**Your
Answer to Q300.**
Correct answer is 20 Hz. If you did not get this answer try again.

Help: *Fundamentals of
Sound*, Secs. 2-C, 7-F.

Would you like a HINT?

You should try to work out
the answer on your own, but if you insist on reading it the correct answer is
**here**

Return to Question 300.

**Hint
for Question 300:** What is the expression for the fundamental frequency
of a string tied at both ends in terms of the wave velocity and the length of
the string?

Return to Question 300.

**Your
Answer to Q300. **Congratulations, your answer is **correct**.

If you would like, you can compare your answer to the "official" correct answer

Return to Question 300.

**Correct
Answer to Question 300:** The fundamental frequency of a standing wave
on a such a string is *v*/2*L*. So if *L* goes to *L*/2
the fundamental frequency goes up by a factor of 2 and becomes 20 Hz.

Return to Question 300.

**Your
Answer to Q310.** Sorry, your answer is **not** correct. First find
the new fundamental frequency.

Help: *Fundamentals of
Sound*, Sec. 7-F.

Or would you like a **HINT**?

You should try to work out
the answer on your own, but if you insist on reading it the correct answer is
**here**

Return to Question 310.

**Hint
for Question 310:** If you find the fundamental frequency for the new
length, then the higher harmonics are simple multiples of that. But how are
things changed with a wave of that symmetry?

Return to Question 310.

**Your
Answer to Q310. **Congratulations, your answer is **correct**.

If you would like, you can compare your answer to the "official" correct answer .

Return to Question 310.

**Correct
Answer to Question 310:** The new fundamental frequency is just twice
the old one. But the wave shown is antisymmetric, so it uses only the even harmonics
2*f*_{0} , 4*f*_{0}, etc. The old fundamental was then 5Hz and the new one
is just twice that with a string that is half as long (as in Question 300) or
10 Hz. The new second harmonic is thus 20 Hz; the new fourth harmonic 40 Hz,
etc. So the correct spectrum is b)

Return to Question 310.

**Your
Answer to Q320.** Sorry, your answer is **not** correct. What
are the requirements for a continuous spectrum?

Help: *Fundamentals of
Sound*, Sec. 7-F.

Or would you like a **HINT**?

You should try to work out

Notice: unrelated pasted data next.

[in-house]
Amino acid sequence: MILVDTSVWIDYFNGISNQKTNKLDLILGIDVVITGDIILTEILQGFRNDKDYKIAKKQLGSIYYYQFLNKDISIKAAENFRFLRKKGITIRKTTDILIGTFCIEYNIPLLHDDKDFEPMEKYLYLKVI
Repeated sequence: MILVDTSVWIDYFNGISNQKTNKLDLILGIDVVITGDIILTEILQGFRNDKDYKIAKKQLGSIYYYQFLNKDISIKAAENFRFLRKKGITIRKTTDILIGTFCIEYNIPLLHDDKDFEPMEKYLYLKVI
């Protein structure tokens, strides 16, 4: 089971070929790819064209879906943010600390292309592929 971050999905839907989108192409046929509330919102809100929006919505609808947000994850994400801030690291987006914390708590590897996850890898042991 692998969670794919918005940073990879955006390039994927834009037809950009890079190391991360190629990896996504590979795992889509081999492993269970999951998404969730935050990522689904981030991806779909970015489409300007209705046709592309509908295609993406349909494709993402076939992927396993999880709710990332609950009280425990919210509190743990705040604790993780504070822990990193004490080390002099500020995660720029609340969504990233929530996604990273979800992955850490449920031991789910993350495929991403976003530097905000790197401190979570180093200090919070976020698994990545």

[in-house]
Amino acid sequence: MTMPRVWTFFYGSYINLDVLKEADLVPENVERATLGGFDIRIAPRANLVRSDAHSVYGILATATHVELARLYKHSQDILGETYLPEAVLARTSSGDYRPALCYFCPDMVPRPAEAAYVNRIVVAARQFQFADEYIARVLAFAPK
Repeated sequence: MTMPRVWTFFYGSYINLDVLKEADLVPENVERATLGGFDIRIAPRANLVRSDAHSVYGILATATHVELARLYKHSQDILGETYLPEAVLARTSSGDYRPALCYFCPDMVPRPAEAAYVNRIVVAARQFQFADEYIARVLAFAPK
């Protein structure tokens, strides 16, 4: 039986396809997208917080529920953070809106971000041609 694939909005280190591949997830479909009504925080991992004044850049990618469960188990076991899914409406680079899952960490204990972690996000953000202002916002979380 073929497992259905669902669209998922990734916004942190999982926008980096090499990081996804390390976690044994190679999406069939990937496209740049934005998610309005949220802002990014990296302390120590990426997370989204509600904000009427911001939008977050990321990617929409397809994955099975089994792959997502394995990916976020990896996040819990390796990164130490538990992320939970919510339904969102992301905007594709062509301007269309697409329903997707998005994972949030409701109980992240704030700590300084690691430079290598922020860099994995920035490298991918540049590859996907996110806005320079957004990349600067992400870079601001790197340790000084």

the answer on your own, but if you insist on reading it the correct answer is
**here** .

Return to Question 320.

**Hint
for Question 320:** To have a continuous spectrum the wave must be non-repeating.

Return to Question 320.

**Your
Answer to Q320. **Congratulations, your answer is **correct**.

If you would like, you can compare your answer to the "official" correct answer .

Return to Question 320.

**Correct
Answer to Question 320:** The waves A) and D) are continously repeating
or periodic. Thus they have discrete spectra. Waves B) and C) are impulsive,
that is they last only for a short while and so they are the ones that have
continuous spectra. The correct answer is d)

Return to Question 320.

**Your
Answer to Q330.** Sorry, your answer is **not** correct. Does
the wave require a continuous or a discrete spectrum?

Help: *Fundamentals of
Sound*, Sec. 7-F.

Or would you like a **HINT**?

You should try to work out
the answer on your own, but if you insist on reading it the correct answer is
**here** .

Return to Question 330.

**Hint
for Question 330:** Does the wave require a continuous or a discrete
spectrum? What is the repeat frequency of the wave? Since you do not see the
wave as a function of position, symmetry is **not** a factor here.

Return to Question 330.

**Your
Answer to Q330. **Congratulations, your answer is **correct**.

If you would like, you can compare your answer to the "official" correct answer .

Return to Question 330.

**Correct
Answer to Question 330:** The wave is repeating and thus requires a
discrete spectrum. Answers c) is continuous and so is eliminated. The repeat
time is 2 s, so the repeat frequency is 1/2 Hz. Only b) has a spectrum that
has a repeat frequency of 1/2 Hz, with its fundamental of 1/2 Hz. (Note symmetry
does not play a role here because the wave is shown as a function of *time*,
not position. You are seeing the motion of just a single point in space. All
waves that have the correct repeat frequencies (which you get from the time
graph) will have the appropriate symmetry in space.)

Return to Question 330.

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